Marla Sheppard, KCPS deputy superintendent, said the district is about 450 to 470 students below projected enrollment.
"That doesn't mean we won't find those kids, it just means we have to continue the search and our pursuit of finding them," Sheppard said.
Calls are being made to those students and their parents, and there are attempted home visits, according to Sheppard.
"What we're finding is that some of them have gone on to charter schools, some of them have relocated in the midst of the pandemic, and they're in another district," she said.
Technology is another challenge, prompting a technology jump team at Northeast Middle School.
"If somebody doesn't show up in the morning in first period, we actually have a team here that starts calling, 'Hey what's going on here? Are you having tech issues? Are you having connectivity with the internet issues? Did you oversleep? What's going on here to make sure that you're doing OK?;" said Brett Schriewer, Northeast Middle School principal.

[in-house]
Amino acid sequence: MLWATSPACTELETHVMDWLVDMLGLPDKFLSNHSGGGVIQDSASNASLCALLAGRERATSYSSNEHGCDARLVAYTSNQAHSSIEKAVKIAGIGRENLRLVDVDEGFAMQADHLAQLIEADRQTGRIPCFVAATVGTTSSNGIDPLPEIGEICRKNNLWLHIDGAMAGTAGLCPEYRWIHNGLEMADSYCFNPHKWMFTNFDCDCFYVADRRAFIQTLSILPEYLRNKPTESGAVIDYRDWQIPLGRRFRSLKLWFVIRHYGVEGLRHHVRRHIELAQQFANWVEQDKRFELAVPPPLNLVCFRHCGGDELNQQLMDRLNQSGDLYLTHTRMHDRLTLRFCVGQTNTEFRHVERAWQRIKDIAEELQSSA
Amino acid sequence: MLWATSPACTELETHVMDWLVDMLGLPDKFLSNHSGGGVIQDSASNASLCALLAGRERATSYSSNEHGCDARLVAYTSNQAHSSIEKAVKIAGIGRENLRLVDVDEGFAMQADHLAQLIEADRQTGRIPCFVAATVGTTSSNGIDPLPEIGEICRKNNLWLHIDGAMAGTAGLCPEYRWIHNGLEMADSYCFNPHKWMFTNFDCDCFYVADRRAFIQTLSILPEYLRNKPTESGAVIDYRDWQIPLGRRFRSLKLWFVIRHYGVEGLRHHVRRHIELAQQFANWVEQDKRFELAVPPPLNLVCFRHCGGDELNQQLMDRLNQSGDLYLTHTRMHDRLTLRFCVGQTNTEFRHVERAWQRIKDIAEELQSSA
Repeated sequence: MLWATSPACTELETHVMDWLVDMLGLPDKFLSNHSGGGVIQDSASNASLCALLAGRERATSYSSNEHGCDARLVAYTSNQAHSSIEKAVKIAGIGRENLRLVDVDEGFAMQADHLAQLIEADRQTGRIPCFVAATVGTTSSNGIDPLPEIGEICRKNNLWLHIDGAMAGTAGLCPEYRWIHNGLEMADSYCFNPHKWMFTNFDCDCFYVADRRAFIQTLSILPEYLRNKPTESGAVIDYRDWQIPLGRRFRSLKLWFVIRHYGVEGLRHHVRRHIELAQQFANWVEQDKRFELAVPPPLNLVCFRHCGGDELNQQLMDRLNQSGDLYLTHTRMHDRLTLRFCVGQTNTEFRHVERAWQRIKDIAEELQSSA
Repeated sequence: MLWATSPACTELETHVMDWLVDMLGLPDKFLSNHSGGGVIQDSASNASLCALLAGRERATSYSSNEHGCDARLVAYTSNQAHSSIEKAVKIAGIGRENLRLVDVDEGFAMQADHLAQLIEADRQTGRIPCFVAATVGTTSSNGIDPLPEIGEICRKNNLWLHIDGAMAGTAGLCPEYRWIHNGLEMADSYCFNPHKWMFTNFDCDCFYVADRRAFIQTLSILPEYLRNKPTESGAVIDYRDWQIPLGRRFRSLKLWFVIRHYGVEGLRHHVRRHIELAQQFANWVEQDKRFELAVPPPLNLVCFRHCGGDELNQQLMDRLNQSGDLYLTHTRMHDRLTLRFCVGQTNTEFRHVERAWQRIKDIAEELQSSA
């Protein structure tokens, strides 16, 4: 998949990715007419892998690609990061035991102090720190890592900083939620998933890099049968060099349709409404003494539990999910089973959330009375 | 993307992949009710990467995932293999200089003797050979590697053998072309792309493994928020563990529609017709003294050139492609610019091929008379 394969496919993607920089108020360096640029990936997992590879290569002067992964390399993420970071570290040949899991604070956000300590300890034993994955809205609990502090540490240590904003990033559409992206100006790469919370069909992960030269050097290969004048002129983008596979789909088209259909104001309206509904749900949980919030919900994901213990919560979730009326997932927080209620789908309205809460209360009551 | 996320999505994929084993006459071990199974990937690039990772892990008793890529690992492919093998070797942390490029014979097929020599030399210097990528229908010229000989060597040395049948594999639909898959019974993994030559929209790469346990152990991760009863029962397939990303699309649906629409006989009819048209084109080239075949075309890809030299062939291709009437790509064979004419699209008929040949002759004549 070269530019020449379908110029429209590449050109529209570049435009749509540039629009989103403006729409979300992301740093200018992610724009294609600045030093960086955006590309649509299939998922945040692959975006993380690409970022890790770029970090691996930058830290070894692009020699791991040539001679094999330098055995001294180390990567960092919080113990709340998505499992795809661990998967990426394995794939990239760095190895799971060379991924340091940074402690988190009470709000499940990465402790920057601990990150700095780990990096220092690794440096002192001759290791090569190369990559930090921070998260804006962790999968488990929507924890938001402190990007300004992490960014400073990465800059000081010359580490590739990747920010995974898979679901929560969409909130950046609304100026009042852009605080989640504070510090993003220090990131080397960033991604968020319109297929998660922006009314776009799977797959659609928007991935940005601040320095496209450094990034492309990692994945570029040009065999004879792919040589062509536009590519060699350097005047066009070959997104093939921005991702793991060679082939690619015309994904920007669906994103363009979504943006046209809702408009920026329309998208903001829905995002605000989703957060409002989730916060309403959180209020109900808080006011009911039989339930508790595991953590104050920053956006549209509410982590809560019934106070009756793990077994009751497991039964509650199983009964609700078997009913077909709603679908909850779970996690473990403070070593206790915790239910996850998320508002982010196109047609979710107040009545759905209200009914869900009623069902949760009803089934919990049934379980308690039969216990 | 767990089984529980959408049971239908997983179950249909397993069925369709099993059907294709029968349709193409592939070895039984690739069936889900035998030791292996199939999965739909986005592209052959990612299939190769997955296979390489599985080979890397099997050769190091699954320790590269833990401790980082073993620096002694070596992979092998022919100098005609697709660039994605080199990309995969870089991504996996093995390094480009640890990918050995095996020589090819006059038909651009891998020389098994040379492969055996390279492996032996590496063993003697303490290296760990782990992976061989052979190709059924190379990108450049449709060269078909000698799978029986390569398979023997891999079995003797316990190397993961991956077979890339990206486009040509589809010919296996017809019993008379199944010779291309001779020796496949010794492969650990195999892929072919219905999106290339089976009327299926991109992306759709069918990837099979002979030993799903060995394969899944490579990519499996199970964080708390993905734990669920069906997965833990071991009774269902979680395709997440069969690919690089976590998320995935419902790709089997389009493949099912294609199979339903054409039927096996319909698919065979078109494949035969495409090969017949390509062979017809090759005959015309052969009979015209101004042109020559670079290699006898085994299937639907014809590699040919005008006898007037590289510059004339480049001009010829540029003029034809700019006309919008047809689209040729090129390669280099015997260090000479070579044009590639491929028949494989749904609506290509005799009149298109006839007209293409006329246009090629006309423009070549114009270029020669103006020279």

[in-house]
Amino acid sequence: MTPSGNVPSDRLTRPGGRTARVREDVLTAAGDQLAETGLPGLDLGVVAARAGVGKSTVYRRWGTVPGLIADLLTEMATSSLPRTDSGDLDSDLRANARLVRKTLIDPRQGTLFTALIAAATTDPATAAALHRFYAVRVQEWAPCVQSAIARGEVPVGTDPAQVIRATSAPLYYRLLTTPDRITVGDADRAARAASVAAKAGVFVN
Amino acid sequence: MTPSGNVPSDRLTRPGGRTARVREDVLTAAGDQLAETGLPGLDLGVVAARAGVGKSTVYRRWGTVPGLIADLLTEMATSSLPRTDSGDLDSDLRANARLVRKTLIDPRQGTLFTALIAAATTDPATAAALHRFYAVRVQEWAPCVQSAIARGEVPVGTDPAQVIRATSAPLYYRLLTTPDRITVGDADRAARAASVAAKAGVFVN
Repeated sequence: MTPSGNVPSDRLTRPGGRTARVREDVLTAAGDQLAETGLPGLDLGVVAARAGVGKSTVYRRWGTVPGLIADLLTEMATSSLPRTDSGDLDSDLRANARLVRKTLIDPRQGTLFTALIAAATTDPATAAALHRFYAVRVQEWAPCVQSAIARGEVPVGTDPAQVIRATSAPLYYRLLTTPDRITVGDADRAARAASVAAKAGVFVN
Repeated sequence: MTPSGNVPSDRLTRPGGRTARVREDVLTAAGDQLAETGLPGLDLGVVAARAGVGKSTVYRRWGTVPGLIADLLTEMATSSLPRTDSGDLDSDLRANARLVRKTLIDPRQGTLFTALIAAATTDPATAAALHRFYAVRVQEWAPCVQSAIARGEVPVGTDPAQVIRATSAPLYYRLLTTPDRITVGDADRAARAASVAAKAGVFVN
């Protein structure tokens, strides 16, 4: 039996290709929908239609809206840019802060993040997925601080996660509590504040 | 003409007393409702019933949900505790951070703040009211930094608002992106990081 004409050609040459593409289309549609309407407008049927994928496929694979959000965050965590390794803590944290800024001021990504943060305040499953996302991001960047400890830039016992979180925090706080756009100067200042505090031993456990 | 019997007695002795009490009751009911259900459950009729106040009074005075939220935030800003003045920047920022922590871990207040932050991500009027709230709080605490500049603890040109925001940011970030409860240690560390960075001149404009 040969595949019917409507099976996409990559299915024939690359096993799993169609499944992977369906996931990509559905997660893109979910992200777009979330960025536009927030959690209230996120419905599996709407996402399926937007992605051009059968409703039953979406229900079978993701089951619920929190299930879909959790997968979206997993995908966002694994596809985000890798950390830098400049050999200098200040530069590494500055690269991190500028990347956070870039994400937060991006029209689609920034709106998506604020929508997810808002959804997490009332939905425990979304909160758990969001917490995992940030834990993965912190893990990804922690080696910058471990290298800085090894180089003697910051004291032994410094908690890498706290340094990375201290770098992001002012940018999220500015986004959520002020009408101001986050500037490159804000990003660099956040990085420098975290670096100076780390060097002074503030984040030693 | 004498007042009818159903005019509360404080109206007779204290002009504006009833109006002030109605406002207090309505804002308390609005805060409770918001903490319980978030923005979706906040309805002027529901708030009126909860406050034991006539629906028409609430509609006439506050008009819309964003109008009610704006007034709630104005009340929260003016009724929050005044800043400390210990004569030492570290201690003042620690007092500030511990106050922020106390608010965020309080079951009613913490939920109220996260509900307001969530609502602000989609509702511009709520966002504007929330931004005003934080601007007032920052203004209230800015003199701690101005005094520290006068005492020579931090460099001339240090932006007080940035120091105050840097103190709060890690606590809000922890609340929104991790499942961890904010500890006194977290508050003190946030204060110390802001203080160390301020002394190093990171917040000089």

Some members of the district's IT team also made home visits to show parents how to use hot spots, according to Sheppard.
KCPS leaders said they have plenty of devices for students and training centers; but it appears school administrators on the frontlines are the primary technology troubleshooters.
"Trouble shooting for kids, helping them get on," Schriewer said. "'OK, have you tried this? Have you tried this? And they're rocking and rolling."
Sheppard said KCPS will continue working to solve enrollment and technology challenges.
"We've got a generation of kids, so we're doing everything we can to get this right," Sheppard said.